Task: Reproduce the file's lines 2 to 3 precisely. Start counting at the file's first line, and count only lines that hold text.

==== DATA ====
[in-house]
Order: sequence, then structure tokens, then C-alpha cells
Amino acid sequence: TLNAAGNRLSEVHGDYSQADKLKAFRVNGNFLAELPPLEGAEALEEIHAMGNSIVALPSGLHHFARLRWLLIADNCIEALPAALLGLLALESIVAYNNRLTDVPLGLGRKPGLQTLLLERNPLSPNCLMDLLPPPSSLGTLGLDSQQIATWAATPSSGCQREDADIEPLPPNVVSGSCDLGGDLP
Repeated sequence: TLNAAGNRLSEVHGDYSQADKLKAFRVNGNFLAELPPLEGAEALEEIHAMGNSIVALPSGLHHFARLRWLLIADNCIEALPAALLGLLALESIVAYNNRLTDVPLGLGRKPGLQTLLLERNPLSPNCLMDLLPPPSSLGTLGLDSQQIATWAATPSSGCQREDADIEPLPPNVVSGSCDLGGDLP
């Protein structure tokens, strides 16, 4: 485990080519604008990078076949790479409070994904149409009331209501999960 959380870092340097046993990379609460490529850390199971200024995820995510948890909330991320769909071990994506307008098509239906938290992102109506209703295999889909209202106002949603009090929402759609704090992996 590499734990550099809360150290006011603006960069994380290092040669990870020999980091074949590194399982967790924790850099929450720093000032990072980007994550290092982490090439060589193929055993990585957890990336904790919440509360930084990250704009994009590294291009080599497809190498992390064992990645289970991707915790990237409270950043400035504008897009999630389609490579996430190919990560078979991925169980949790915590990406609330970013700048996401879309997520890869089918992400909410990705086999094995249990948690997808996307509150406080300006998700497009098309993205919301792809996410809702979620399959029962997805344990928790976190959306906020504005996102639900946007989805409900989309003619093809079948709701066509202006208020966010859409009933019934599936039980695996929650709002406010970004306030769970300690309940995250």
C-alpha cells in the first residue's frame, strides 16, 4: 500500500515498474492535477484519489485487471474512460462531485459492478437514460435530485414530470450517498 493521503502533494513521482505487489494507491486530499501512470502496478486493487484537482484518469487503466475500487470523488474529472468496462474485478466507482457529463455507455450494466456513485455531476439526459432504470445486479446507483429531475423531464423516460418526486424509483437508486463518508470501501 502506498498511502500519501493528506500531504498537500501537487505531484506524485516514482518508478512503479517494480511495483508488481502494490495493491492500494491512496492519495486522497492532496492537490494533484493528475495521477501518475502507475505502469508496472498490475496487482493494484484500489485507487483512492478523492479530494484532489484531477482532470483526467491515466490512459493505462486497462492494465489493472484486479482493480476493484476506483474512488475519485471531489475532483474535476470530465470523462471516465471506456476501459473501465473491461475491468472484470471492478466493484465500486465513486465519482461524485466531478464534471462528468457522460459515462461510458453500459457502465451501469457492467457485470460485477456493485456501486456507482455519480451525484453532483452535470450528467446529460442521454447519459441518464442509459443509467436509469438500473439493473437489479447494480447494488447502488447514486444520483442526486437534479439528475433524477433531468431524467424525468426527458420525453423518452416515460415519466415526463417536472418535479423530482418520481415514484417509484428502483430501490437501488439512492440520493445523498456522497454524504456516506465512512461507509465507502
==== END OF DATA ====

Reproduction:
Order: sequence, then structure tokens, then C-alpha cells
Amino acid sequence: TLNAAGNRLSEVHGDYSQADKLKAFRVNGNFLAELPPLEGAEALEEIHAMGNSIVALPSGLHHFARLRWLLIADNCIEALPAALLGLLALESIVAYNNRLTDVPLGLGRKPGLQTLLLERNPLSPNCLMDLLPPPSSLGTLGLDSQQIATWAATPSSGCQREDADIEPLPPNVVSGSCDLGGDLP